The Heroku Connect team ran into problems with existing task scheduling libraries. Because of that, we wrote RedBeat, a Celery Beat scheduler that stores scheduled tasks and runtime metadata in Redis. We’ve also open sourced it so others can use it. Here is the story of why and how we created RedBeat.

Background

Heroku Connect, makes heavy use of Celery to synchronize data between Salesforce and Heroku Postgres. Over time, our usage has grown, and we came to rely more and more heavily on the Beat scheduler to trigger frequent periodic tasks. For a while, everything was running smoothly, but as we grew cracks started to appear. Beat, the default Celery scheduler, began to behave...


Your Heroku applications run on top of a curated stack, containing the operating system and other components needed at runtime. We maintain the stack - updating the OS, the libraries, and ensuring that known security issues are resolved, so that you can focus on writing code.

Today we're announcing the general availability of Heroku-16, our curated stack based on Ubuntu 16.04 LTS. In addition to a new base operating system, Heroku-16 is updated with the latest libraries. If you’re a Ruby or Python developer, Heroku-16 includes 15% more development headers at build time, making it easier to compile native packages on Heroku. Finally, Heroku-16 offers a better local development...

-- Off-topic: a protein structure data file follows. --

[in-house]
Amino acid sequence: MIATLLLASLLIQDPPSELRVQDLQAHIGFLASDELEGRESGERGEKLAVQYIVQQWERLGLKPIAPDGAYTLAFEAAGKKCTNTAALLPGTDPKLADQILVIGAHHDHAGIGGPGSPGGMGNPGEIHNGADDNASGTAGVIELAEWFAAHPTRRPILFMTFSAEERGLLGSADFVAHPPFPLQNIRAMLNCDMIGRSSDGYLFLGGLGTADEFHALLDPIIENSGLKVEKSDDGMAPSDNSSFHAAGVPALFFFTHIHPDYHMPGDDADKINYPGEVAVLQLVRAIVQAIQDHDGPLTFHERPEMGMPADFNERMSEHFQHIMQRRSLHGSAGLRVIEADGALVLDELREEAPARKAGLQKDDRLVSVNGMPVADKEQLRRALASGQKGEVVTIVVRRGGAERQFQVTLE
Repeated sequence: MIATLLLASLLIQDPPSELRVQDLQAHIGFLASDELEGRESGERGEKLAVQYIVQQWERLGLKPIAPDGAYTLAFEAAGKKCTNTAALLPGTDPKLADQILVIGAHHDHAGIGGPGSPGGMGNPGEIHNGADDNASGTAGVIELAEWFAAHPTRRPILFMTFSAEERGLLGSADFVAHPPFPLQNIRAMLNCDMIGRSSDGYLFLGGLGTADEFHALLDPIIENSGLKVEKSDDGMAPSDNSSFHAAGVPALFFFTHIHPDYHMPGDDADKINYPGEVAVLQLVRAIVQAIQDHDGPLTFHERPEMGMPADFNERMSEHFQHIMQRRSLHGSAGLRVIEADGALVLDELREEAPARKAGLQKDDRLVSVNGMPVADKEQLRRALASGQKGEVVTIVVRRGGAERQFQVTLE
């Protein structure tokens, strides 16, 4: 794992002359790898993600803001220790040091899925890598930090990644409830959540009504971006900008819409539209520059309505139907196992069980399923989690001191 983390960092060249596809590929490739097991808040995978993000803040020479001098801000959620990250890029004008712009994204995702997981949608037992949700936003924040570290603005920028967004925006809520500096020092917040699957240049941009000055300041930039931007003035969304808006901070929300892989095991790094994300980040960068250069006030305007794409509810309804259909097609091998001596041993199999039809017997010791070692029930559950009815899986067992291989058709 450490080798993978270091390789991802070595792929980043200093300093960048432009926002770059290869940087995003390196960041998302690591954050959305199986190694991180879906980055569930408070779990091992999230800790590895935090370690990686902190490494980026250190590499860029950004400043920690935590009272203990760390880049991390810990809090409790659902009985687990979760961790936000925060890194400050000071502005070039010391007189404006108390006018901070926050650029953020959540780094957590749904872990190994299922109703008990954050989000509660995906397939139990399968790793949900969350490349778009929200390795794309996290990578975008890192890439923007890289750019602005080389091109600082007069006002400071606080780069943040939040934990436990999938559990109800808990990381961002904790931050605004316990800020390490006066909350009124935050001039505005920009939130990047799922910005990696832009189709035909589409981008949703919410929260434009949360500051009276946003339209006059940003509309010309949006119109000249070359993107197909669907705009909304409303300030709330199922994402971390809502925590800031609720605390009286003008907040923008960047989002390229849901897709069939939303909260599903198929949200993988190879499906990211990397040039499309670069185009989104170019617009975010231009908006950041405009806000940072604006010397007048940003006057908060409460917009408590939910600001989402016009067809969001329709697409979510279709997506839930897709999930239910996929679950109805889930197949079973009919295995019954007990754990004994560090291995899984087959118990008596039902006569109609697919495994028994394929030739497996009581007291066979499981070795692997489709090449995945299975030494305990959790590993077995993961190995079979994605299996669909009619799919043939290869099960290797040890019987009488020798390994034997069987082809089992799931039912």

How we built Heroku CI: our product intuition checked against what the market wants (we surveyed ~1000 developers to figure out the latter, and the results were surprising)

Two approaches to building any product are often in tension: designing from inspiration, and designing from information. On the pure inspiration side, you just build the product you dream of, and trust that it will be so awesome and useful, that it will succeed in the market. On the pure information side, you build exactly what the market is asking for, as best you can tell (think: surveys, top customer feature requests, consultants, customer panels).

Our initial design for Heroku CI (currently in public beta) was...


Back on August 11, 2016, Heroku experienced increased routing latency in the EU region of the common runtime. While the official follow-up report describes what happened and what we've done to avoid this in the future, we found the root cause to be puzzling enough to require a deep dive into Linux networking.

The following is a write-up by SRE member Lex Neva (what's SRE?) and routing engineer Fred Hebert (now Heroku alumni) of an interesting Linux networking "gotcha" they discovered while working on incident 930.

The Incident

Our monitoring systems paged us about a rise in latency levels across the board in the EU region of the Common Runtime. We quickly saw that the...


This post is going to help save you money if you're running a Rails server. It starts like this: you write an app. Let's say you're building the next hyper-targeted blogging platform for medium length posts. When you login, you see a paginated list of all of the articles you've written. You have a Post model and maybe for to do tags, you have a Tag model, and for comments, you have a Comment model. You write your view so that it renders the posts:

<% @posts.each do |post| %> <%= link_to(post, post.title) %> <%= teaser_for(post) %> <%= "#{post.comments.count} comments" <% end %> <%= pagination(@posts) %> 

See any problems with...


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